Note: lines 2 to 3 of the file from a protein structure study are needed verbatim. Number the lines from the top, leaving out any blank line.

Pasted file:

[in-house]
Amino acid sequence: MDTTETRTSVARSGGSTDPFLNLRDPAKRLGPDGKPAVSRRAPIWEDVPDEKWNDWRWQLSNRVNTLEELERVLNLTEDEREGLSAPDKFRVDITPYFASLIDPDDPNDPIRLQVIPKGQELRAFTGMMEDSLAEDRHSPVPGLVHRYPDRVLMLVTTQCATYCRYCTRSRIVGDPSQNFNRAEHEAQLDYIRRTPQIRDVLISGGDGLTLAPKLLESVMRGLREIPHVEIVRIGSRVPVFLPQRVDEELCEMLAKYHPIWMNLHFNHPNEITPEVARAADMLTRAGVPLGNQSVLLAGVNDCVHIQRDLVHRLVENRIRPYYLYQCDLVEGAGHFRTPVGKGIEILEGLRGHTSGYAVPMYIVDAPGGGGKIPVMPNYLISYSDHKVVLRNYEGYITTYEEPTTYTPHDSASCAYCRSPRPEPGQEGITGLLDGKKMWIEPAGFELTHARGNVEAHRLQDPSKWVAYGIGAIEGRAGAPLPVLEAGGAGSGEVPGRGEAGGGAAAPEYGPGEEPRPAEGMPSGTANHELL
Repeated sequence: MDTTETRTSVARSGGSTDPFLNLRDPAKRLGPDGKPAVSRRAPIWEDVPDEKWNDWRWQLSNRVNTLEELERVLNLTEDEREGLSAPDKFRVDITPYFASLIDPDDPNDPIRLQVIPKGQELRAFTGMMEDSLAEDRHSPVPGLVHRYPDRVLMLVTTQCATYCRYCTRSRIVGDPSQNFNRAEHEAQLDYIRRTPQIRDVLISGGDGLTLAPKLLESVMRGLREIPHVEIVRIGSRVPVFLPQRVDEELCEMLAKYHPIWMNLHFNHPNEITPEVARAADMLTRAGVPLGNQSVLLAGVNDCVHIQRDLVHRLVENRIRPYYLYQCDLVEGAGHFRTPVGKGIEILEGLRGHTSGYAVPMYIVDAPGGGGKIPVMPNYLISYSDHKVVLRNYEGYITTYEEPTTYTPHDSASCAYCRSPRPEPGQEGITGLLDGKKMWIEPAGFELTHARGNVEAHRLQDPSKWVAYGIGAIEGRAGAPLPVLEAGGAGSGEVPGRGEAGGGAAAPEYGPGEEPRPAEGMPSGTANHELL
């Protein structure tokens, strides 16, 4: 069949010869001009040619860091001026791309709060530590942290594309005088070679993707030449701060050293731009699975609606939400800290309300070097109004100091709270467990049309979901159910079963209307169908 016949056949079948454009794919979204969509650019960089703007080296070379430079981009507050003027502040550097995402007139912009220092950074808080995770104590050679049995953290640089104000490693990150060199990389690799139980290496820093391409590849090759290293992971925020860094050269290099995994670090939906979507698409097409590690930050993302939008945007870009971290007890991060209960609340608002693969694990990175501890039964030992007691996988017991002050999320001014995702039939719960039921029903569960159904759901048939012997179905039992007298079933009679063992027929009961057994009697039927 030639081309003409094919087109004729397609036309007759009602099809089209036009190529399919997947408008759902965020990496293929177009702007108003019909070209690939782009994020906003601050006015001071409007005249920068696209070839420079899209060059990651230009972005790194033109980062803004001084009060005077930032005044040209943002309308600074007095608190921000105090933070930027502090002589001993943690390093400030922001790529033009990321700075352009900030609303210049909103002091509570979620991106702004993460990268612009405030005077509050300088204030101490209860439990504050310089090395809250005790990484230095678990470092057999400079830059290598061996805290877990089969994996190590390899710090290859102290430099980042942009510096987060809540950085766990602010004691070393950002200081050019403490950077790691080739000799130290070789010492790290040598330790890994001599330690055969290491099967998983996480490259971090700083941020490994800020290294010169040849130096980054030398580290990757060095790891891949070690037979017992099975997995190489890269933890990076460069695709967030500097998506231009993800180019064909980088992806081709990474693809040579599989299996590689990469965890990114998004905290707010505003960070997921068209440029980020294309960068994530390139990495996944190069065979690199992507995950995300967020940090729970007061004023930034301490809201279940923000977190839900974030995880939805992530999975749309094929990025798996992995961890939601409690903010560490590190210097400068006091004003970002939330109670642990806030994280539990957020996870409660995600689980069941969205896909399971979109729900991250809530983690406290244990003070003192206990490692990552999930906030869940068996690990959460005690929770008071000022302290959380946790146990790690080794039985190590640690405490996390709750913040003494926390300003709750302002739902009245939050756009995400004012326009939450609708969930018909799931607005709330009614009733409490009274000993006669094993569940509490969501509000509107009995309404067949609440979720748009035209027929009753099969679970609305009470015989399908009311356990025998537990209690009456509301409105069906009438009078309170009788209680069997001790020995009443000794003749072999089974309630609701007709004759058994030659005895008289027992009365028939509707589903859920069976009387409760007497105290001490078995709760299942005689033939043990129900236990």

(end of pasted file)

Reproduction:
Amino acid sequence: MDTTETRTSVARSGGSTDPFLNLRDPAKRLGPDGKPAVSRRAPIWEDVPDEKWNDWRWQLSNRVNTLEELERVLNLTEDEREGLSAPDKFRVDITPYFASLIDPDDPNDPIRLQVIPKGQELRAFTGMMEDSLAEDRHSPVPGLVHRYPDRVLMLVTTQCATYCRYCTRSRIVGDPSQNFNRAEHEAQLDYIRRTPQIRDVLISGGDGLTLAPKLLESVMRGLREIPHVEIVRIGSRVPVFLPQRVDEELCEMLAKYHPIWMNLHFNHPNEITPEVARAADMLTRAGVPLGNQSVLLAGVNDCVHIQRDLVHRLVENRIRPYYLYQCDLVEGAGHFRTPVGKGIEILEGLRGHTSGYAVPMYIVDAPGGGGKIPVMPNYLISYSDHKVVLRNYEGYITTYEEPTTYTPHDSASCAYCRSPRPEPGQEGITGLLDGKKMWIEPAGFELTHARGNVEAHRLQDPSKWVAYGIGAIEGRAGAPLPVLEAGGAGSGEVPGRGEAGGGAAAPEYGPGEEPRPAEGMPSGTANHELL
Repeated sequence: MDTTETRTSVARSGGSTDPFLNLRDPAKRLGPDGKPAVSRRAPIWEDVPDEKWNDWRWQLSNRVNTLEELERVLNLTEDEREGLSAPDKFRVDITPYFASLIDPDDPNDPIRLQVIPKGQELRAFTGMMEDSLAEDRHSPVPGLVHRYPDRVLMLVTTQCATYCRYCTRSRIVGDPSQNFNRAEHEAQLDYIRRTPQIRDVLISGGDGLTLAPKLLESVMRGLREIPHVEIVRIGSRVPVFLPQRVDEELCEMLAKYHPIWMNLHFNHPNEITPEVARAADMLTRAGVPLGNQSVLLAGVNDCVHIQRDLVHRLVENRIRPYYLYQCDLVEGAGHFRTPVGKGIEILEGLRGHTSGYAVPMYIVDAPGGGGKIPVMPNYLISYSDHKVVLRNYEGYITTYEEPTTYTPHDSASCAYCRSPRPEPGQEGITGLLDGKKMWIEPAGFELTHARGNVEAHRLQDPSKWVAYGIGAIEGRAGAPLPVLEAGGAGSGEVPGRGEAGGGAAAPEYGPGEEPRPAEGMPSGTANHELL